Brooke Strong

Brooke Strong, Kalispell Montana, Sepsis, Sepsis Stories, Rory Staunton Foundation, End Sepsis, Sepsis, Sepsis Survivor, New Jersey, Rory Staunton Foundation for Sepsis Prevention,

Montana

Died from sepsis: January 6th, 2016
Age: 58

By Brooke’s daughter, Haley Stanborn.

It began on Thursday, December 31st 2015, my mom complained to us about an ache in her back. She thought maybe she had injured it the week before when she fell snowshoeing with my dad, sister and brother-in-law. She didn’t think much of it when I spoke to her on Friday, January 1st, I told her to rest up for our weekly shopping date on Saturday. On Saturday she was worse. She was throwing up and she told me she didn’t know if she was sick from the pain in her back, or if she had the flu. Sunday came and she still wasn’t feeling any better and ended up missing my daughter’s 2nd birthday party.

For my mom to miss one of her grandkids’ events was huge. Her grandkids were her life and she loved spending every moment she could with them. She took my son to school every day, had lunch with my two girls and me every Monday, and watched them for me on Thursdays and Fridays and every Saturday we went shopping together.

My dad decided to take her to Urgent Care. They checked her blood pressure, which was around 80/40, gave her some pain meds for her back and sent her on her way.

She was in so much pain the following day, Monday, January 4th that my dad decided to take her to an orthopedic doctor. He took some x-rays of her back, but didn’t see anything so he scheduled her for an MRI on a later day. My dad called me concerned because my mom was acting very loopy. I told him to take her to the ER and they would get the MRI done right away.

That night my mom started coughing up phlegm. She was sleeping in another room on a lower bed as the pain had made it impossible for her to get in a their normal bed. My dad checked on her a couple of times and finally she told him she thought she should to the ER because she had never felt so horrible.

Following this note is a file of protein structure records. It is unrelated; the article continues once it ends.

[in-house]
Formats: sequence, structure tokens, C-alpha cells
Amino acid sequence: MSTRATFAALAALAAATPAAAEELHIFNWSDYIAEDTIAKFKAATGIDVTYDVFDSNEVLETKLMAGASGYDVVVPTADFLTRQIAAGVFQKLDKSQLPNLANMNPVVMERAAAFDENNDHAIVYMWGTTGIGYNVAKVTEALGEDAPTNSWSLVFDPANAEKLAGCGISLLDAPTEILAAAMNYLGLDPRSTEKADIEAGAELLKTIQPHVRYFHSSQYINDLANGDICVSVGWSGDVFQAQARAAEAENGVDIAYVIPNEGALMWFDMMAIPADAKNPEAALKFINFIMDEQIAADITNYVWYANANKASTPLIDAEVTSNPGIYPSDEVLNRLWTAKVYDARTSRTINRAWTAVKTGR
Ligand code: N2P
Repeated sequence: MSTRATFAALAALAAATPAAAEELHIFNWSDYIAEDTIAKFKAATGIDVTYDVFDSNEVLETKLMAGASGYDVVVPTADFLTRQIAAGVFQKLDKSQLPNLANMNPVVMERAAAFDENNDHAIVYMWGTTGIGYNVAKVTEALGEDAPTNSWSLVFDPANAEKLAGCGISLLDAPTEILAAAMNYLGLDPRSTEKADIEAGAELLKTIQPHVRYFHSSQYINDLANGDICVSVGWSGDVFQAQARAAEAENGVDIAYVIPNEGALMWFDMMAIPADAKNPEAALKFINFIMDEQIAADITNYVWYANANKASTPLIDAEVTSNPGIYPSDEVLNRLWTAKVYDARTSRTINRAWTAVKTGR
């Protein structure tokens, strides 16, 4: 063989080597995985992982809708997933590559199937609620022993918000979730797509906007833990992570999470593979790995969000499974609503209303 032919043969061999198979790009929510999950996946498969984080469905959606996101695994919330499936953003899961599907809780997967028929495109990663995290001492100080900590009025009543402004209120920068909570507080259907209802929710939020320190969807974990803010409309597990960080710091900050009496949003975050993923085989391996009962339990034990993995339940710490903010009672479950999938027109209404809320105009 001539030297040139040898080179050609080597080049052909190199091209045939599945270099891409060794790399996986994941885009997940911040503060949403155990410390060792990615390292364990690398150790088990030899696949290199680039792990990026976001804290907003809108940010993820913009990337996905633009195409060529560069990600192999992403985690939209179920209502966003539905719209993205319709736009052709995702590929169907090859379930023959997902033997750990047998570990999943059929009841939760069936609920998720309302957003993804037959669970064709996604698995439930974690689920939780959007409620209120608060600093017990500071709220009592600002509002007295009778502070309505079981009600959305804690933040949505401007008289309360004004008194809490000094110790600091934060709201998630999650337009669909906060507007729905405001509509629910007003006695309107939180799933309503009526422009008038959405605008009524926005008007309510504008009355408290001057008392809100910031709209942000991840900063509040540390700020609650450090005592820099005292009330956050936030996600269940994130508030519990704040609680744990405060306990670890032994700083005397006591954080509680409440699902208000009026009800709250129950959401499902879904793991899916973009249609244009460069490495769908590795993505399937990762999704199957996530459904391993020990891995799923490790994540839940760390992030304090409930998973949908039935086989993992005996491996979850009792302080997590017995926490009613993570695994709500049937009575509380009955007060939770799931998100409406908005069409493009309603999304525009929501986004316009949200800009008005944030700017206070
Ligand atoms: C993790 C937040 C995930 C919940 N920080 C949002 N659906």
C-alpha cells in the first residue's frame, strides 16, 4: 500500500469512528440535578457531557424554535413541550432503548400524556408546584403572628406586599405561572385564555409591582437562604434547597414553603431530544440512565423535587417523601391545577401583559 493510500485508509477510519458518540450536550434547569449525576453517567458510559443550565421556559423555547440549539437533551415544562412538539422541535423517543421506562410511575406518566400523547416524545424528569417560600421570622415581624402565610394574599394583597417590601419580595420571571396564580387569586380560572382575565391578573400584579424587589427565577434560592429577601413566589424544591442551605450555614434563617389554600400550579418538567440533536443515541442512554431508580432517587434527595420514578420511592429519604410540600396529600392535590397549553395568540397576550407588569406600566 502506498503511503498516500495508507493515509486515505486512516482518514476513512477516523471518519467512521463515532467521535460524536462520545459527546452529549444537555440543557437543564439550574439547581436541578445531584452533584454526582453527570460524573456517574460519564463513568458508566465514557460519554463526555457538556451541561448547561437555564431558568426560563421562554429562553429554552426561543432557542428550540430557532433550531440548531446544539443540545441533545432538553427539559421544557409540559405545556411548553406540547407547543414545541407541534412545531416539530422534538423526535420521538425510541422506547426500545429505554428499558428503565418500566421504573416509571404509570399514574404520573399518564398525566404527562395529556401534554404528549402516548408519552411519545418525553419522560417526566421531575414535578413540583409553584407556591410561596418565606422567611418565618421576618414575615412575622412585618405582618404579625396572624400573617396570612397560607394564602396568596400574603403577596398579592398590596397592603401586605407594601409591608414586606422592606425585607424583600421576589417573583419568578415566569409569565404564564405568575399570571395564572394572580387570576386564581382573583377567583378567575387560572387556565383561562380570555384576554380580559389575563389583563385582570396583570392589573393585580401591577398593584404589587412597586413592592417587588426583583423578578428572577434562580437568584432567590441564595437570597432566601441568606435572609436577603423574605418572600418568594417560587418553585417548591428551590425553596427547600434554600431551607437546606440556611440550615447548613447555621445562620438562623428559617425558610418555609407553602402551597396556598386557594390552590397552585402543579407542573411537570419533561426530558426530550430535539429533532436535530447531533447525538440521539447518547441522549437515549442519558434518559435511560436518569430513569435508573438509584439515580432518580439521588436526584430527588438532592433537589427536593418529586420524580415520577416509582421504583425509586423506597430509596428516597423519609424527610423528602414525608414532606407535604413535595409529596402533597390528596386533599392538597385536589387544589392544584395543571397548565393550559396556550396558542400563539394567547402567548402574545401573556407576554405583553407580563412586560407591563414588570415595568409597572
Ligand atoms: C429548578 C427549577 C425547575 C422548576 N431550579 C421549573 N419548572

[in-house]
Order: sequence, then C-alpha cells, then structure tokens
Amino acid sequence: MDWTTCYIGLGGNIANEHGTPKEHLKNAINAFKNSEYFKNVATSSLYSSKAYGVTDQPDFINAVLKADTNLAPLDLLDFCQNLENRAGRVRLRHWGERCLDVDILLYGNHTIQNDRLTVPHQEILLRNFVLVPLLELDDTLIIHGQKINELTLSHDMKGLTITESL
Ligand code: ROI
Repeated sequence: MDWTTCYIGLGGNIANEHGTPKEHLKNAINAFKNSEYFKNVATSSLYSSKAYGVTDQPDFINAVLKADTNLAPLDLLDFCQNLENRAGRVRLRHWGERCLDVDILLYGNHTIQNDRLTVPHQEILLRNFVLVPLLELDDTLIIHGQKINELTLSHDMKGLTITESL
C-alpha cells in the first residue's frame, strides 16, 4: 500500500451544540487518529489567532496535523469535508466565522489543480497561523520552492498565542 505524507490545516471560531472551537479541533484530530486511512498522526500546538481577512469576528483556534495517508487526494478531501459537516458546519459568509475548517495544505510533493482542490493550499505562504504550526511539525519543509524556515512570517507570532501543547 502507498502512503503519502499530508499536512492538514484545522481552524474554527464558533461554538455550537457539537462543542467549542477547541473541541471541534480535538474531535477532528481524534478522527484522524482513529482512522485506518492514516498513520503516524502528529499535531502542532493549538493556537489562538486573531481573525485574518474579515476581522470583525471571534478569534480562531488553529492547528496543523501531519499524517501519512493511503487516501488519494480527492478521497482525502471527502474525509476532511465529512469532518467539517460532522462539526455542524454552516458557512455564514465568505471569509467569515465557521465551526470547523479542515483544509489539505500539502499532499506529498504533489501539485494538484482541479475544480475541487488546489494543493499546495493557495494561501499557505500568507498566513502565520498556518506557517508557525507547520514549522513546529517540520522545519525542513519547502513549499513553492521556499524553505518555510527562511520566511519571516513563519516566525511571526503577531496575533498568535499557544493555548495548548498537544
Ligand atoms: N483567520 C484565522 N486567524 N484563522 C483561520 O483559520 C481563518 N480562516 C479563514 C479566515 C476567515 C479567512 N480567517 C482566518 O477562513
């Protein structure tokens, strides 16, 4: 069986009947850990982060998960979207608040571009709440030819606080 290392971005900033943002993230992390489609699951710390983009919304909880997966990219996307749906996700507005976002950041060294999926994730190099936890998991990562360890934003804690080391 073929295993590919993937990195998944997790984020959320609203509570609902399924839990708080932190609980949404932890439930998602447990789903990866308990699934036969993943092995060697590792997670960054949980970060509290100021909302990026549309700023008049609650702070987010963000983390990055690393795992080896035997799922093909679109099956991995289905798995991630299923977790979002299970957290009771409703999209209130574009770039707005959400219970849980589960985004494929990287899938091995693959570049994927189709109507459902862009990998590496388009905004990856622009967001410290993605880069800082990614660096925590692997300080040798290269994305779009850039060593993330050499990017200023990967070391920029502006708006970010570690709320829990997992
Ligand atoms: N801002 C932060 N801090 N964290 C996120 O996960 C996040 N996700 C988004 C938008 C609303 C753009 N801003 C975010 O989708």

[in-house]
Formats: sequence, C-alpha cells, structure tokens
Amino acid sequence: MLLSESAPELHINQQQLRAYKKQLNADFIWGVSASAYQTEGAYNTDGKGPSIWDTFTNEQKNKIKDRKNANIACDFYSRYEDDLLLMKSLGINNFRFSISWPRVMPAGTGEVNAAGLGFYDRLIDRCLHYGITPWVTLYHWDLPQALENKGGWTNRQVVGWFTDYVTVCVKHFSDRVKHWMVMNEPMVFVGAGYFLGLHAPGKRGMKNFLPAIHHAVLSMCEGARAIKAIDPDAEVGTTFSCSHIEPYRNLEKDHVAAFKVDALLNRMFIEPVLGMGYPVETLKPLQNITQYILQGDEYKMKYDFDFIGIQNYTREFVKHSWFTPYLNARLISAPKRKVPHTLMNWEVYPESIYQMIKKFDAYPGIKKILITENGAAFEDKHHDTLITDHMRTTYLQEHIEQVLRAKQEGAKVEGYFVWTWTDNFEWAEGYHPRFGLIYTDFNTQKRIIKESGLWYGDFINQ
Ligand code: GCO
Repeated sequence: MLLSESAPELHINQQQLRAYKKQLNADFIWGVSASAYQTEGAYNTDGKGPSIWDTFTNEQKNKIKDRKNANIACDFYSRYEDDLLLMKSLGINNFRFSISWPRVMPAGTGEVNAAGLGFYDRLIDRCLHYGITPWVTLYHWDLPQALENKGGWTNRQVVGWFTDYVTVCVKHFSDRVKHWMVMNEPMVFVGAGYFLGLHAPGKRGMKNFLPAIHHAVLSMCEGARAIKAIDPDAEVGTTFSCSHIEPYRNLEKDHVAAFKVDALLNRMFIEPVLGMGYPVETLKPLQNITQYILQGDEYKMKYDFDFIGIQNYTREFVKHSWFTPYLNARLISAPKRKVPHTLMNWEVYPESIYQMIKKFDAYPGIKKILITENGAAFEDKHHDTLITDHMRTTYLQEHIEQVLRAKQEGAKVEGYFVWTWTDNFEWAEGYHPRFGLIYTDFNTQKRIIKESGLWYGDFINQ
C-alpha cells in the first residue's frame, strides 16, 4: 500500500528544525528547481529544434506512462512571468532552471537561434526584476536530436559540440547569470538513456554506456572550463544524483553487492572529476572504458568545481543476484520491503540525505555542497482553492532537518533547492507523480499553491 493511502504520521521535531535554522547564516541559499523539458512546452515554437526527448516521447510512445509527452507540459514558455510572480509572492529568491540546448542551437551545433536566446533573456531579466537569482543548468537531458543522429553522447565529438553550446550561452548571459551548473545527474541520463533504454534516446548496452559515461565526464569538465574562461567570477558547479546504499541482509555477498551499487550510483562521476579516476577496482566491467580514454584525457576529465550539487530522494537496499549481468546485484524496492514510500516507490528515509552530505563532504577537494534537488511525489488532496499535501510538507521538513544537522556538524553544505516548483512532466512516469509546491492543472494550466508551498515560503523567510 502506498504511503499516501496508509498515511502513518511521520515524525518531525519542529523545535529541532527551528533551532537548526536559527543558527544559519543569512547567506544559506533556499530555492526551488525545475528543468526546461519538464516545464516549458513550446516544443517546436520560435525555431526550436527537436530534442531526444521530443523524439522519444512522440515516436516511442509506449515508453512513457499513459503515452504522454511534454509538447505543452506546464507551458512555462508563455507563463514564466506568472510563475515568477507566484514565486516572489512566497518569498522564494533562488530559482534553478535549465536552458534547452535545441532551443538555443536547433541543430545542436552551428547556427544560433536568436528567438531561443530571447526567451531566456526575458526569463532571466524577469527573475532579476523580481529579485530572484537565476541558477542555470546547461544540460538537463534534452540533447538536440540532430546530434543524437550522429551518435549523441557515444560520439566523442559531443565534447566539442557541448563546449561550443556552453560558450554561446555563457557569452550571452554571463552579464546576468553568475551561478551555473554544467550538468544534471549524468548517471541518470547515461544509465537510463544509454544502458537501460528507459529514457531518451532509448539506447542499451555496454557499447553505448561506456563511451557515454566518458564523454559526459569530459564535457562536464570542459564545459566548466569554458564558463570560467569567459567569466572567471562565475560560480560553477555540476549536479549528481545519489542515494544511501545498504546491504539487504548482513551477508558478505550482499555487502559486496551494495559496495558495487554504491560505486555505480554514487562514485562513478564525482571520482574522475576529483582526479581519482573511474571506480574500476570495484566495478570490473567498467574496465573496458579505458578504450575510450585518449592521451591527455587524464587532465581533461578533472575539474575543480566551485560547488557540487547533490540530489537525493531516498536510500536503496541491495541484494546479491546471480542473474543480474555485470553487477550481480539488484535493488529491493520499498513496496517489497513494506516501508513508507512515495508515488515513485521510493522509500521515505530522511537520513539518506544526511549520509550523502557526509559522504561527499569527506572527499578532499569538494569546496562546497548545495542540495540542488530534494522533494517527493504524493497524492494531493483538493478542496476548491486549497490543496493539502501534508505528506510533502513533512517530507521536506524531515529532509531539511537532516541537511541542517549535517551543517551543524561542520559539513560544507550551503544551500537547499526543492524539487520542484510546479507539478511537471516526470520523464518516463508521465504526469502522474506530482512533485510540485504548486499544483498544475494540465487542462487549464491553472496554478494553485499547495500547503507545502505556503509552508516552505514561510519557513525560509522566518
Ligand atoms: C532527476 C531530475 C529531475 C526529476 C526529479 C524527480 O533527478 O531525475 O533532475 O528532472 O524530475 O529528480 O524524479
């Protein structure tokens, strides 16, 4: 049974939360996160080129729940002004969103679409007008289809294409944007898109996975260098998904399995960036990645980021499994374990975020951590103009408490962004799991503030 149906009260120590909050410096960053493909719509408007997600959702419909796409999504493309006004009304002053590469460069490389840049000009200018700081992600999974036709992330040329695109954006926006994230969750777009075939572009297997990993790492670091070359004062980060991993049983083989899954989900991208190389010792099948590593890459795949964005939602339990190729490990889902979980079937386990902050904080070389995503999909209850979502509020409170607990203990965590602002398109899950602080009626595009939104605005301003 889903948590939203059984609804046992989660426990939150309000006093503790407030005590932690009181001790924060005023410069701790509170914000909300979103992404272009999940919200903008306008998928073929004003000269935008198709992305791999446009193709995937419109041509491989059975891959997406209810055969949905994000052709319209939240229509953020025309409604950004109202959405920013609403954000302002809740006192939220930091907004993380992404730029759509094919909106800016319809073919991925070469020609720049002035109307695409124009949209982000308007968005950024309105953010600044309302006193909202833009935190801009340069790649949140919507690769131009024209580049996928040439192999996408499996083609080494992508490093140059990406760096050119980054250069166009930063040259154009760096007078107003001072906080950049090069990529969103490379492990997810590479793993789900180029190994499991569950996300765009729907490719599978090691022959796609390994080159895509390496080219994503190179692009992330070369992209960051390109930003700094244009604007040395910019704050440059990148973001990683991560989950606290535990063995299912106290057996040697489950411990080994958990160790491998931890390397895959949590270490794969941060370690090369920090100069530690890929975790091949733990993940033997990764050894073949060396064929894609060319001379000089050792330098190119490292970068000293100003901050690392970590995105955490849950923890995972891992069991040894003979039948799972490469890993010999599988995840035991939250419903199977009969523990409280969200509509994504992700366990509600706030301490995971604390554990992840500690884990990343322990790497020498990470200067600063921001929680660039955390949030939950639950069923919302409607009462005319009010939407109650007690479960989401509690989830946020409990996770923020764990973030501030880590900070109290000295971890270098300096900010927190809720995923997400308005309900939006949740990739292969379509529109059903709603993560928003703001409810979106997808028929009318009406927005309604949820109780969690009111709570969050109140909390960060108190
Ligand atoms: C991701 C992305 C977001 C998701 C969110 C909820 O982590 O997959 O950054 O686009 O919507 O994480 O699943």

At about 3.30am on Tuesday, January 5th my dad took my mom to the Emergency Room. She was really out of it and thought she could hear me in the waiting room talking. The doctors said she had pneumonia and decided to intubate her to try to give her lungs a little break.

My dad called me around 10am and let me know that mom was in ICU. I rushed there and saw her covered in tubes and IV’s. The doctor was not sure what was going on with her and whenever I asked about things he answered me with “your mom is just really sick” Her kidney function was being questioned but I couldn’t get any answers.

My mom continued to go downhill fast. Although her doctor only came in the room to check on her a couple of times, he finally told us that she had sepsis and that we might want to call my sisters who lived in different states.

My middle sister’s plane arrived around 3pm. My mom’s health continued to decline, her oxygen levels were extremely low and her heart had tachycardia, her kidney had shut down completely. She was dying in front of us and the doctor was nowhere to be seen. Shifts changed at 7pm and her doctor never stopped by before leaving. A nurse called us into a room next door to the ICU and asked us about how much intervention we wanted because she said my mom was not going to make it through the night.

How do you wrap your head around that? How did my mom, who took such good care of herself, who ate right, worked out daily be dying? How could my best friend and children’s hero only have hours left to live. And where was the doctor, why didn’t he communicate more to us?

We went back to our mom’s room and held her hands, rubbed her back, and cried, We begged my mom to hold on to see my older sister. I started reading to her and her heart rate began to drop, my sister an I clung to her hands, begging her to hold on and pleading wit God to save her, At 12.53am on Saturday January 6th, 2016 my mom’s heart stopped and she took her last breath, My oldest sister walked into the room about five minutes later.

I really believe if we ha known about sepsis and the signs and symptoms she would still be loving life and enjoying her days with her family. If the first doctor my mom had seen at Urgent Care had taken the time and really looked at her he would have seen the red flags presented to him. If he had ordered a blood draw, or if the orthopedic doctor had picket up on her odd comments during her time with him, then I believe she would be alive.

Her autopsy showed that she died from ARDS, due to sepsis which was the result of a staph infection which ended up in her heart, We have no idea where or when she got the staph infection. All we know is that our days are harder, our lives less brighter as my mom is missing.